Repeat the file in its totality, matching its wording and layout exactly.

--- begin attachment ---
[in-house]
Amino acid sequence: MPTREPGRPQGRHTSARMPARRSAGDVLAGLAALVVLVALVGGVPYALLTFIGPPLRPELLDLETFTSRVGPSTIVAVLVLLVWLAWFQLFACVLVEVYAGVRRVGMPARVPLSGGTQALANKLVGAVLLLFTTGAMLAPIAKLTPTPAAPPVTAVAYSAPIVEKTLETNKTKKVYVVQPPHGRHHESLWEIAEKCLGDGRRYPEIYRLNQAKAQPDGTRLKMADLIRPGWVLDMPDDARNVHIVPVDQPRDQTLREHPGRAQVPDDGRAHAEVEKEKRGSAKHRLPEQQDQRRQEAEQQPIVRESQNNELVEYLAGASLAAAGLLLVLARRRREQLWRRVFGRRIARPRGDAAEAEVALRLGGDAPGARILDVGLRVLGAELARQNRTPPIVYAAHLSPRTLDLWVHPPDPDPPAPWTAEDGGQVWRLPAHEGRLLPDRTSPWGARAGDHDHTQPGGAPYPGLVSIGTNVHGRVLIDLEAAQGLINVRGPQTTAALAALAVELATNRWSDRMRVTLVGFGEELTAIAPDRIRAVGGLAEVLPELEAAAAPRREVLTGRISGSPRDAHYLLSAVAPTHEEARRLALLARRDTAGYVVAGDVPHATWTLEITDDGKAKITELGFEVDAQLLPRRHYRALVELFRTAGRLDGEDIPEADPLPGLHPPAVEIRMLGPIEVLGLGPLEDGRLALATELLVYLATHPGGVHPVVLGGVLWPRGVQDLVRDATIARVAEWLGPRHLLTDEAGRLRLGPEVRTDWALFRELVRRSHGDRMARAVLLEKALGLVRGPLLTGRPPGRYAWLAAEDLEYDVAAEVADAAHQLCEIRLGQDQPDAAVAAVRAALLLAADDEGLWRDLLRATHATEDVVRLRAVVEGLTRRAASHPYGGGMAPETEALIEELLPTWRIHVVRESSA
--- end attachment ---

[in-house]
Amino acid sequence: MPTREPGRPQGRHTSARMPARRSAGDVLAGLAALVVLVALVGGVPYALLTFIGPPLRPELLDLETFTSRVGPSTIVAVLVLLVWLAWFQLFACVLVEVYAGVRRVGMPARVPLSGGTQALANKLVGAVLLLFTTGAMLAPIAKLTPTPAAPPVTAVAYSAPIVEKTLETNKTKKVYVVQPPHGRHHESLWEIAEKCLGDGRRYPEIYRLNQAKAQPDGTRLKMADLIRPGWVLDMPDDARNVHIVPVDQPRDQTLREHPGRAQVPDDGRAHAEVEKEKRGSAKHRLPEQQDQRRQEAEQQPIVRESQNNELVEYLAGASLAAAGLLLVLARRRREQLWRRVFGRRIARPRGDAAEAEVALRLGGDAPGARILDVGLRVLGAELARQNRTPPIVYAAHLSPRTLDLWVHPPDPDPPAPWTAEDGGQVWRLPAHEGRLLPDRTSPWGARAGDHDHTQPGGAPYPGLVSIGTNVHGRVLIDLEAAQGLINVRGPQTTAALAALAVELATNRWSDRMRVTLVGFGEELTAIAPDRIRAVGGLAEVLPELEAAAAPRREVLTGRISGSPRDAHYLLSAVAPTHEEARRLALLARRDTAGYVVAGDVPHATWTLEITDDGKAKITELGFEVDAQLLPRRHYRALVELFRTAGRLDGEDIPEADPLPGLHPPAVEIRMLGPIEVLGLGPLEDGRLALATELLVYLATHPGGVHPVVLGGVLWPRGVQDLVRDATIARVAEWLGPRHLLTDEAGRLRLGPEVRTDWALFRELVRRSHGDRMARAVLLEKALGLVRGPLLTGRPPGRYAWLAAEDLEYDVAAEVADAAHQLCEIRLGQDQPDAAVAAVRAALLLAADDEGLWRDLLRATHATEDVVRLRAVVEGLTRRAASHPYGGGMAPETEALIEELLPTWRIHVVRESSA